There are two types of redundancy pay: statutory and contractual. If your employer follows a fair process, you’ll most likely be entitled to statutory redundancy pay as long as you’ve been employed for two years. You can calculate your statutory redundancy entitlement on the GOV.UK website.

If you’re offered a redundancy package, ask your employer if it has been applied to other redundancies and if there is a practice of paying more than statutory redundancy.

You may have the option of accepting an enhanced package if you’re willing to exit quickly and with minimal fuss. If this is the case, consider your circumstances and whether this feels like a good outcome for you.  If you were offered an enhanced payment, you would probably be required to enter into a settlement agreement waiving your right to bring claims against your employer.  You would require legal advice on the terms and effect of this agreement, with legal fees usually funded by your employer.

What to ask when negotiating a package

Depending on what you want from your package, and what benefits you’ve received already during your employment, consider what requests you can make in the negotiation. Many employees ask for an increase to any redundancy payment offered, and sometimes this is forthcoming, either as a gesture of goodwill or because the employer perceives legal or commercial risk if terms are not agreed.

Think about other other benefits too, for example if you have private medical insurance, perhaps you want to ask to extend your healthcare benefits, especially if you or a family member is undergoing treatment. Or you might ask to retain your company laptop or phone.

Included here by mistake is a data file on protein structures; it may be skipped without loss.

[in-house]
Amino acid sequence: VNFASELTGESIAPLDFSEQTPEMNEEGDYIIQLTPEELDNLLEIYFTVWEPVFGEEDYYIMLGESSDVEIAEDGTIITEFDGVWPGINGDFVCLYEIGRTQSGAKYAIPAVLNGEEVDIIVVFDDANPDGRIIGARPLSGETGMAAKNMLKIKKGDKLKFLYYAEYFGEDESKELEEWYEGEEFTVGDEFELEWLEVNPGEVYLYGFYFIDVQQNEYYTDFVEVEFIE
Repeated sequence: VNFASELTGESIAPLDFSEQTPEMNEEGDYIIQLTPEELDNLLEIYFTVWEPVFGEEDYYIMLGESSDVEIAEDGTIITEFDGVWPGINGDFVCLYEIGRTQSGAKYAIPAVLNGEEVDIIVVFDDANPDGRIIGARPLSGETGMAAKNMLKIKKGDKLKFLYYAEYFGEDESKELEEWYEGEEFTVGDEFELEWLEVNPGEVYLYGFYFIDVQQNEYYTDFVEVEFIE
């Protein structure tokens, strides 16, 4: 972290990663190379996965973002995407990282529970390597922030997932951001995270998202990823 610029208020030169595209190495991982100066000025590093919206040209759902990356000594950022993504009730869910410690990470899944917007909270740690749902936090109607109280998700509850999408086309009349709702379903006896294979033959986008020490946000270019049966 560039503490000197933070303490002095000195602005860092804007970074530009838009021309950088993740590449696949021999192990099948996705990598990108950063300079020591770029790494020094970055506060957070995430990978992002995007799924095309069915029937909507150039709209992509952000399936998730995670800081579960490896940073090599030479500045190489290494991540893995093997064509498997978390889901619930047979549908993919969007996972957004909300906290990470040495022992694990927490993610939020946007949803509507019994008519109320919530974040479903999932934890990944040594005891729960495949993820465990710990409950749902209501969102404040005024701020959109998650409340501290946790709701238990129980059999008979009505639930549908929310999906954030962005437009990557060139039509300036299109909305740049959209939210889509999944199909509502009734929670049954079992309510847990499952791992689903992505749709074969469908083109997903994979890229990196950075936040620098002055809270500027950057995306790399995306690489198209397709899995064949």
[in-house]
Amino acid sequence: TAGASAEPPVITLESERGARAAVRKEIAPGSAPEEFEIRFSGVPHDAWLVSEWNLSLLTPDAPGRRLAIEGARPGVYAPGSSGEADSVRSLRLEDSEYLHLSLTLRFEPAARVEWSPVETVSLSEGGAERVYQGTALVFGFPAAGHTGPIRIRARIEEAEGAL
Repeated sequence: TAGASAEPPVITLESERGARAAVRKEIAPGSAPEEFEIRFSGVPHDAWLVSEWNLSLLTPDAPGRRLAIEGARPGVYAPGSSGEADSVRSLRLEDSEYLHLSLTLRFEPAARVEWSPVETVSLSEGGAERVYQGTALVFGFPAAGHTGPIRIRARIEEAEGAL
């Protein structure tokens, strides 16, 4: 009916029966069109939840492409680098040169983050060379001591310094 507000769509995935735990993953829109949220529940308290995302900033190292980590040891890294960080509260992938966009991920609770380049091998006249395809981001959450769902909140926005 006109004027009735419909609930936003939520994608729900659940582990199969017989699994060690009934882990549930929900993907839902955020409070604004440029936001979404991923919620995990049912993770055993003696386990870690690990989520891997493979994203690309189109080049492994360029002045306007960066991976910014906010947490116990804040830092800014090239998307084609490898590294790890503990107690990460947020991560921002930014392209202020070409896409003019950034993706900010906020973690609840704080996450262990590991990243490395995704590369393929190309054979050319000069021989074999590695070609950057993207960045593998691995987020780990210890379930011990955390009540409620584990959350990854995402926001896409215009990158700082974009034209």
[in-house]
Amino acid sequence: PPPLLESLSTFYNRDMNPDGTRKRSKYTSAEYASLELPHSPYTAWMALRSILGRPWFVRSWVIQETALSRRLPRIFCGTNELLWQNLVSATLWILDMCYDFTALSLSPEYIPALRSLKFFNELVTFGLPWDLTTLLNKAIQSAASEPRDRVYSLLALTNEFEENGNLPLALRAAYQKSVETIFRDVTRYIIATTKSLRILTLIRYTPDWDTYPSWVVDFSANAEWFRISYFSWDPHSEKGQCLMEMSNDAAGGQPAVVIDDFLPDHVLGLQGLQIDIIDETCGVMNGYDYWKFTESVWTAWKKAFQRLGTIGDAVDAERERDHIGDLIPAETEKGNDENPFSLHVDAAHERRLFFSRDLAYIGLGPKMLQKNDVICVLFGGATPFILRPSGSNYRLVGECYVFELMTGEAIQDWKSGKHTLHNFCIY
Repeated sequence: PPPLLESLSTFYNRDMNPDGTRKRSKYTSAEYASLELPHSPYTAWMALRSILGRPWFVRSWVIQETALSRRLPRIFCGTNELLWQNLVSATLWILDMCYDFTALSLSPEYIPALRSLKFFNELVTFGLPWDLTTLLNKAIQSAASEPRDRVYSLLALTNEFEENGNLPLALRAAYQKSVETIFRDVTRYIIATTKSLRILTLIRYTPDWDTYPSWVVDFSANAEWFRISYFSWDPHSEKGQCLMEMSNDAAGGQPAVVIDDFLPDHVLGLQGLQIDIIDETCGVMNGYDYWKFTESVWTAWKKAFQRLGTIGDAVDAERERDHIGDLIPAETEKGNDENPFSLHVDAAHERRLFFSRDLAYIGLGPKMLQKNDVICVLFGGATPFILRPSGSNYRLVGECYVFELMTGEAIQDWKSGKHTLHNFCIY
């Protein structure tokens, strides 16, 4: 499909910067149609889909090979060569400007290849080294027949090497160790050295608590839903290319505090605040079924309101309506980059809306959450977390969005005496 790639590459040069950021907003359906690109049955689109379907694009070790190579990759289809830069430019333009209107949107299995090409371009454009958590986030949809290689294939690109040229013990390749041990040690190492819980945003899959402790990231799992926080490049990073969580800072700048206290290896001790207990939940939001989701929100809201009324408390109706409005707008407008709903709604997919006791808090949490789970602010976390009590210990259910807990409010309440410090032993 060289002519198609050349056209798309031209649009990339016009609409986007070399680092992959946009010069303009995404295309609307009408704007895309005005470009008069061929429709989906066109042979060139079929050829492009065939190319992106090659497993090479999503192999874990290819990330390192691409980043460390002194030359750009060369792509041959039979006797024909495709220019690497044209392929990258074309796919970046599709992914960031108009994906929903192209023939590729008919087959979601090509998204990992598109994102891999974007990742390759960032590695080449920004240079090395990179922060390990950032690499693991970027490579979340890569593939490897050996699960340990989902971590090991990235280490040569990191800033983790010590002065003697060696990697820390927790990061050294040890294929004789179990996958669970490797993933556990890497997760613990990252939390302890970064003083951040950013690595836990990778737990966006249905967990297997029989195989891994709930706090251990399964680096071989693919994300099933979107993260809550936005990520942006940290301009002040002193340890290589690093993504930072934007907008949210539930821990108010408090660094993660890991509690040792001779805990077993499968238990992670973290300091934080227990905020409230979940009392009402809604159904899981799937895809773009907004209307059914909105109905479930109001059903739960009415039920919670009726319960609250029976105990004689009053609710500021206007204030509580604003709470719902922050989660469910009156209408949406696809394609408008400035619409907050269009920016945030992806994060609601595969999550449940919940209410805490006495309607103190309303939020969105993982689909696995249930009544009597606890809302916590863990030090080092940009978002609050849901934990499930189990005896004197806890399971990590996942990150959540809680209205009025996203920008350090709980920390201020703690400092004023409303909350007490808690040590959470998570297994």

Some employers are willing to provide outplacement support to help departing staff re-orient themselves with the job market and find another role.

If you have restrictive covenants in your employment contract which might limit your ability to find a new role, it may be sensible to ask to have these disapplied or reduced in length.

Depending on your contract you may be required to work your notice or be paid in lieu of notice (leaving your role immediately but paid a lump sum equivalent to your notice pay) and sometimes this can be negotiated on your terms.  For example, you may ask for your employment to be terminated immediately, so that you can find a new role without delay. Or if your employer doesn’t want you to work during your notice period you may prefer to be put on gardening leave (technically remaining still employed but not actively working) as you may feel that it will be easier to find a new role while still in a job.

Remember, there are often options, and it’s important to take the time to consider what would be best for you in the circumstances. If you are concerned about the fairness of the process or your treatment, the sums at stake are substantial or you would just like additional support, consider seeking the help of an employment lawyer to guide you through this process and to represent you in discussions with your employer. It’s worth asking friends who have been through similar experiences for recommendations as the process is much easier when you feel your adviser has got your back.

Florence BrocklesbyAbout the author

Florence Brocklesby trained and qualified, in 2000, at leading international law firm Freshfields Bruckhaus Deringer, where she worked for eight years, including time in the firm’s London, Brussels and Hong Kong offices, before moving to the London office of the US firm Debevoise & Plimpton prior to founding Bellevue Law in 2014. Florence handles both commercial disputes and employment law matters, and she advises a range of clients including individual employees.  She regularly acts for senior professional women in defending their workplace rights, including in sex and maternity discrimination claims, and cases of sexual harassment or assault.